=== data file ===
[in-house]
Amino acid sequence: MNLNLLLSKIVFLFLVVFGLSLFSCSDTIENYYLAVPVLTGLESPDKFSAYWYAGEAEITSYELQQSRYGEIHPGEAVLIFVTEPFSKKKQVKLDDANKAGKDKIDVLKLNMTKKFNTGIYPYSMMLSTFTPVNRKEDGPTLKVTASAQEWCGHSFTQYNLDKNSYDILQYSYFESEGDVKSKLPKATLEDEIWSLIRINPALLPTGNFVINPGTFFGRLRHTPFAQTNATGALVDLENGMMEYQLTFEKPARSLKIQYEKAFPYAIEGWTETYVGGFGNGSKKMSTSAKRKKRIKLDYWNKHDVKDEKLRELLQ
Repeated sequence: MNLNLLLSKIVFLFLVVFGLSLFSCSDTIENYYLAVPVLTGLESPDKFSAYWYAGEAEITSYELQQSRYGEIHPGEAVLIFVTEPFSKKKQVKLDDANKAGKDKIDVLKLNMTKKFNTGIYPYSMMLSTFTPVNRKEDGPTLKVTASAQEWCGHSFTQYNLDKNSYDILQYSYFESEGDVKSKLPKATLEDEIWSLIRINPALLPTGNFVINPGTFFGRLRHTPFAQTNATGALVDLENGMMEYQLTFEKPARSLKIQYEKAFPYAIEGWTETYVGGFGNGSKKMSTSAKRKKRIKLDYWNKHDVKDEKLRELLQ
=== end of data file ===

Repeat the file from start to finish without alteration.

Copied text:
[in-house]
Amino acid sequence: MNLNLLLSKIVFLFLVVFGLSLFSCSDTIENYYLAVPVLTGLESPDKFSAYWYAGEAEITSYELQQSRYGEIHPGEAVLIFVTEPFSKKKQVKLDDANKAGKDKIDVLKLNMTKKFNTGIYPYSMMLSTFTPVNRKEDGPTLKVTASAQEWCGHSFTQYNLDKNSYDILQYSYFESEGDVKSKLPKATLEDEIWSLIRINPALLPTGNFVINPGTFFGRLRHTPFAQTNATGALVDLENGMMEYQLTFEKPARSLKIQYEKAFPYAIEGWTETYVGGFGNGSKKMSTSAKRKKRIKLDYWNKHDVKDEKLRELLQ
Repeated sequence: MNLNLLLSKIVFLFLVVFGLSLFSCSDTIENYYLAVPVLTGLESPDKFSAYWYAGEAEITSYELQQSRYGEIHPGEAVLIFVTEPFSKKKQVKLDDANKAGKDKIDVLKLNMTKKFNTGIYPYSMMLSTFTPVNRKEDGPTLKVTASAQEWCGHSFTQYNLDKNSYDILQYSYFESEGDVKSKLPKATLEDEIWSLIRINPALLPTGNFVINPGTFFGRLRHTPFAQTNATGALVDLENGMMEYQLTFEKPARSLKIQYEKAFPYAIEGWTETYVGGFGNGSKKMSTSAKRKKRIKLDYWNKHDVKDEKLRELLQ